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Millennials: Cut the Entitlement, Be Humble

millennials, gen y, college, grad, humble, narcissismThis is a guest post by Joe Hanson.

There’s been a lot of buzz going around about a recent Time magazine article entitled “The Me Me Me Generation,” where Joel Stein dubbed Millennials as narcissists, lazy, and entitled.

I’ve also noticed an increasing amount of content about the struggles that a fresh college graduate faces when they come out of college. 

I’m a Millennial, a product of Gen Y. I’d have to say, I agree with the Time article, and I’m fed up with the idea that a fresh college graduate with little work experience is hopeless in the professional world. 

We aren’t screwed, we aren’t hopeless, we’re just entitled.

And it’s having the right attitude that will help us change this mentality.

The first step is understanding that there’s a part of being young, of being at the bottom of the totem pole, that Millennials need to accept. Maybe it’s our parents telling us “we can be anything.” Maybe it’s stories of a young internet entrepreneur selling his company at 22 and making millions of dollars. Or maybe it’s the dozens of participation trophies we get throughout our childhood. To put it bluntly, everyone can’t be whatever we want, at least at this age. Developing yourself professionally takes time, and the way to do that is to start at the bottom, work hard, learn as much as you can, and remain humble.

Secondly, many Millennials believe that we are qualified for a job, even with little to no experience. We get angry when an “entry level” job requires two years of experience and can’t get an interview, because we’ve never had the opportunity to get any experience at all. I experienced this first hand. But instead of giving up, I, a fresh graduate of university, took a 3 month unpaid internship.

There are always opportunities out there to gain work experience. It may not be a full-time, high paying, prestigious job, but working hard wherever you are will pay off. Do something extra: write a blog, learn to code, anything, just do something. Next thing you know, I was interviewing for jobs that wanted 2-3 years experience with only three months in my belt. I had a bolstered portfolio, work experience, and great references from the internship. After a three month internship, I have a killer job now. It’s not impossible.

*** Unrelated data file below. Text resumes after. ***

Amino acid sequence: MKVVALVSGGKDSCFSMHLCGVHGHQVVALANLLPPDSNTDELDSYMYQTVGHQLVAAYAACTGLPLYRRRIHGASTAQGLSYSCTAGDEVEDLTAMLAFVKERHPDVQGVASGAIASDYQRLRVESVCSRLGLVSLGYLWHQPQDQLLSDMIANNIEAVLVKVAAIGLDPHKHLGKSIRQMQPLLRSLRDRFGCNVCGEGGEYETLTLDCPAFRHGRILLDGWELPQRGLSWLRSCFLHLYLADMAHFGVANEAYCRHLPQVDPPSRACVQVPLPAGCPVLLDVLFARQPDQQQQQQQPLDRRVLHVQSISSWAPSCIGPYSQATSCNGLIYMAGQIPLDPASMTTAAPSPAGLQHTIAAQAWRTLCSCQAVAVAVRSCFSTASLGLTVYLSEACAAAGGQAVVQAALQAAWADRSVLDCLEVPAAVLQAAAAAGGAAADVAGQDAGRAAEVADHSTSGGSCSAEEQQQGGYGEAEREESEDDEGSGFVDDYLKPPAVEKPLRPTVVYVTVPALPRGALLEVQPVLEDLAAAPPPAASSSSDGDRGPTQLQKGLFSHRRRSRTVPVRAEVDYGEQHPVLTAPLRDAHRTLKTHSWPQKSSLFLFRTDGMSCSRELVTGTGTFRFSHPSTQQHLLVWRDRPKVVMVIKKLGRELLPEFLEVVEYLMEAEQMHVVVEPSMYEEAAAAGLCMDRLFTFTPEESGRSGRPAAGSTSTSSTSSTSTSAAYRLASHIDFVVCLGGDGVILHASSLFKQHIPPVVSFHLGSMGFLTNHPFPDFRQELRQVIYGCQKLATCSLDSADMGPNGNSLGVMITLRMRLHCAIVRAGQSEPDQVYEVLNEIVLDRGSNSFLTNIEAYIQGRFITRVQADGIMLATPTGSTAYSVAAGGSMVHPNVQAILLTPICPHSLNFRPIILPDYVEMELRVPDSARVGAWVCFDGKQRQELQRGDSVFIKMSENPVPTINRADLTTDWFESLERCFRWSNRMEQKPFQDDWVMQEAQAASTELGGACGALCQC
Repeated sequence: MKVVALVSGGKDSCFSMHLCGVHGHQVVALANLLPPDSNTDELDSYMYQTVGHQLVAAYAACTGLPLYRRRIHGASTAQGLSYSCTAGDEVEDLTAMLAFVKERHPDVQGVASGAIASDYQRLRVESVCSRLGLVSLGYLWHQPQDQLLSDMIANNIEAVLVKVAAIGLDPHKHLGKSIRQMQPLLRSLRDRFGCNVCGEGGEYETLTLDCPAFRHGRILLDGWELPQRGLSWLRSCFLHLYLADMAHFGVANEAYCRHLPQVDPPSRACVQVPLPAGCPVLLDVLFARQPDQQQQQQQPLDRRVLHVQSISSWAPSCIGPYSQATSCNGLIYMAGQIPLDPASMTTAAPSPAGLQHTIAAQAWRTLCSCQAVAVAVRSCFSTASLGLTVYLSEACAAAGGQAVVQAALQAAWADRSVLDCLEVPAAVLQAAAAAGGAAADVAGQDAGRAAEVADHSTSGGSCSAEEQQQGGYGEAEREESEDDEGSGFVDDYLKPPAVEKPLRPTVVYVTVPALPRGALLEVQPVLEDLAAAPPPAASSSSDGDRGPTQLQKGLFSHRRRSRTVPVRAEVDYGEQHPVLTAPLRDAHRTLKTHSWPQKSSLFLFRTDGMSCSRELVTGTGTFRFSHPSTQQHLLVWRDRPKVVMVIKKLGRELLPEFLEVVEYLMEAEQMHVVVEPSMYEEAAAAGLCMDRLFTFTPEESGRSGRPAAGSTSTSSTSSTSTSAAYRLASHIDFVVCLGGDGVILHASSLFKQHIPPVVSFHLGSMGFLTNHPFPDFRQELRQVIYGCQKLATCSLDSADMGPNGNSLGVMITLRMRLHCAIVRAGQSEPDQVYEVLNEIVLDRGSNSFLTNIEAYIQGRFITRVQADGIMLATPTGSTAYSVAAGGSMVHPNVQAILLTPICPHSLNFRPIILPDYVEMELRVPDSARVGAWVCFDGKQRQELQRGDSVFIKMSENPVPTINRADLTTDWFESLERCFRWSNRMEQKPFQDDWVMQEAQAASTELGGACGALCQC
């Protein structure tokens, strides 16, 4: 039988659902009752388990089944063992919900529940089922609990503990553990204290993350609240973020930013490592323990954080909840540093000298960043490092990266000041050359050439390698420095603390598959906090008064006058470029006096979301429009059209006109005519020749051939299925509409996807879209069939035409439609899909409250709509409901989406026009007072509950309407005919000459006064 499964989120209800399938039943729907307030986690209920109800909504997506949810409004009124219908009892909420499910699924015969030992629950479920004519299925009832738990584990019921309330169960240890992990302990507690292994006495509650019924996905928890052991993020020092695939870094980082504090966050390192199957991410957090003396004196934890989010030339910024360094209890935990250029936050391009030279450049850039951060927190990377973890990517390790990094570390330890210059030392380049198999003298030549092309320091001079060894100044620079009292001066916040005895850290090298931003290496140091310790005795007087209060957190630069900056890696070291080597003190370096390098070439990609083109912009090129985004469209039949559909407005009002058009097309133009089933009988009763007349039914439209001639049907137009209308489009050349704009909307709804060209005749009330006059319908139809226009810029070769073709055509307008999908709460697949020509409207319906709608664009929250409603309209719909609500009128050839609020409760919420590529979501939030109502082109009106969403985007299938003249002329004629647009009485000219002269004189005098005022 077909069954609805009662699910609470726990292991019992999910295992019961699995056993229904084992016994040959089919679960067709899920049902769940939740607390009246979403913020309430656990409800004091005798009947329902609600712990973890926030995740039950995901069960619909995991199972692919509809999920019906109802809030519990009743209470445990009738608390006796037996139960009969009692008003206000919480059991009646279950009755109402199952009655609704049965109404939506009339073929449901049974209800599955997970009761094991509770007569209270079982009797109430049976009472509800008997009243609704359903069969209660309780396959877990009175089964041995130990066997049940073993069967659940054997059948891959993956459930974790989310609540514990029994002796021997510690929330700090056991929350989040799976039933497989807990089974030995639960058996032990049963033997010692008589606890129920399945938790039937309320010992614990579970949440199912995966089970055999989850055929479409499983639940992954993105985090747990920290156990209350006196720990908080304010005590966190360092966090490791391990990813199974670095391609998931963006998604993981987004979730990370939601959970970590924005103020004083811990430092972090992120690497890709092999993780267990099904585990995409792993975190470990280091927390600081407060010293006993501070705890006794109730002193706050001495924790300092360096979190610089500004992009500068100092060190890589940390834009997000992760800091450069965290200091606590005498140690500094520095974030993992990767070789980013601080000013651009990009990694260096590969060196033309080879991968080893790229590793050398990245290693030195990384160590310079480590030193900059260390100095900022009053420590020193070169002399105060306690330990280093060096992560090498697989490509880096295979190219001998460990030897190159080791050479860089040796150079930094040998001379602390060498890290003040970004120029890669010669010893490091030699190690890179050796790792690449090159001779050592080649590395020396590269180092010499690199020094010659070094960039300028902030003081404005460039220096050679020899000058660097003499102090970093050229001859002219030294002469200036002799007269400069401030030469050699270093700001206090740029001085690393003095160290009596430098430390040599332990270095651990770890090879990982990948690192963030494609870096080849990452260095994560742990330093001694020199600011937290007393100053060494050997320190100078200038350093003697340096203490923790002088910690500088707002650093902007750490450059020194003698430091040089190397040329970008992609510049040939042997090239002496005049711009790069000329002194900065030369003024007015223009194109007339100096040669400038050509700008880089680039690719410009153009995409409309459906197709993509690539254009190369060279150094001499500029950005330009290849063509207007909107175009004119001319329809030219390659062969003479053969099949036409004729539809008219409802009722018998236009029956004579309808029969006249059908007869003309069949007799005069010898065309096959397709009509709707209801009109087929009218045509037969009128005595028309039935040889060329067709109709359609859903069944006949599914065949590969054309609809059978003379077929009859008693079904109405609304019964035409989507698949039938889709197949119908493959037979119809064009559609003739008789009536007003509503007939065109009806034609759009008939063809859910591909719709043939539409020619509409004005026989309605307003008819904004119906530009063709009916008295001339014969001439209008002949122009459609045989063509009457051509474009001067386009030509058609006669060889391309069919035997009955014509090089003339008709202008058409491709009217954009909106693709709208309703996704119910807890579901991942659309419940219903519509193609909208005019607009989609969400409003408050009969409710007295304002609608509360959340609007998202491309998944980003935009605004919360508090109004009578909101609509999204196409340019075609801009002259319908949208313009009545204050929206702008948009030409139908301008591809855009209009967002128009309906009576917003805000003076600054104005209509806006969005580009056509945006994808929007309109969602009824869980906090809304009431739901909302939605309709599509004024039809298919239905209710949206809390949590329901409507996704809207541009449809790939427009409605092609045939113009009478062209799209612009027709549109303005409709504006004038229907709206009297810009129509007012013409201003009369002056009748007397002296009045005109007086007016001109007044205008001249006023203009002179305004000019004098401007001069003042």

And third of all, don’t job hop and don’t quit right off the bat when the going gets tough. Coming in entry level, not every part of your job is going to be perfect. Arnold Schwarzenegger responded on Reddit to a user who was unhappy with their job. His most important point:  

“Look at this as a stepping stone instead of an end. We can’t always do what we are passionate about, but everything we do can move us closer to our passion.”

There’s hope for us Millennials. Why? Joel Stein (the same Joel Stein who called us entitled narcissists earlier) sums it up perfectly:

“They’re earnest and optimistic. They embrace the system. They are pragmatic idealists, tinkerers more than dreamers, life hackers…They want new experiences, which are more important to them than material goods.”

It sucks to be bottom of the barrel. It was embarrassing telling people I was working for free. As a generation, we need to cut the entitlement, cut the narcissism. You’re not going to be a manager right away. Let’s prove employers wrong and show that we’re a hard-working, loyal, and most importantly, humble generation. Let’s prove them wrong.

 Thanks moriza for the photo via Flickr

Written by: Joe Hanson
Categories: Career Advice

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